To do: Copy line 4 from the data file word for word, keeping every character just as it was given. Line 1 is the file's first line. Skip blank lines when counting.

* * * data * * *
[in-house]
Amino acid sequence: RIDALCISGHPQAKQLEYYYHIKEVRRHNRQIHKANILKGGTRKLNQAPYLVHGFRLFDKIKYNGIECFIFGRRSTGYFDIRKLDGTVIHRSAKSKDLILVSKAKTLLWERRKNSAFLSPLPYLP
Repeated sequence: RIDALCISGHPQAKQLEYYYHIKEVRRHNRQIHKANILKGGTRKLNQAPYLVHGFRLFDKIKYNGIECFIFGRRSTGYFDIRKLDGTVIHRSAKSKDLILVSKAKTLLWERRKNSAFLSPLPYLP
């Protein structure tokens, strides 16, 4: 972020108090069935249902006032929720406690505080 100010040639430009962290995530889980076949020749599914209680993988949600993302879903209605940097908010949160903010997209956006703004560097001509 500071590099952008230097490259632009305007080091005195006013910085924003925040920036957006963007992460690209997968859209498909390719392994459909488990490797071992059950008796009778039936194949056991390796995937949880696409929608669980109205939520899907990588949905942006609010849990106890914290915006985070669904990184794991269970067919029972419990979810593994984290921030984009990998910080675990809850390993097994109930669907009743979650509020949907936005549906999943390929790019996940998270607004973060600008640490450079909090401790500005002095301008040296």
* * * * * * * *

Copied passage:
């Protein structure tokens, strides 16, 4: 972020108090069935249902006032929720406690505080 100010040639430009962290995530889980076949020749599914209680993988949600993302879903209605940097908010949160903010997209956006703004560097001509 500071590099952008230097490259632009305007080091005195006013910085924003925040920036957006963007992460690209997968859209498909390719392994459909488990490797071992059950008796009778039936194949056991390796995937949880696409929608669980109205939520899907990588949905942006609010849990106890914290915006985070669904990184794991269970067919029972419990979810593994984290921030984009990998910080675990809850390993097994109930669907009743979650509020949907936005549906999943390929790019996940998270607004973060600008640490450079909090401790500005002095301008040296």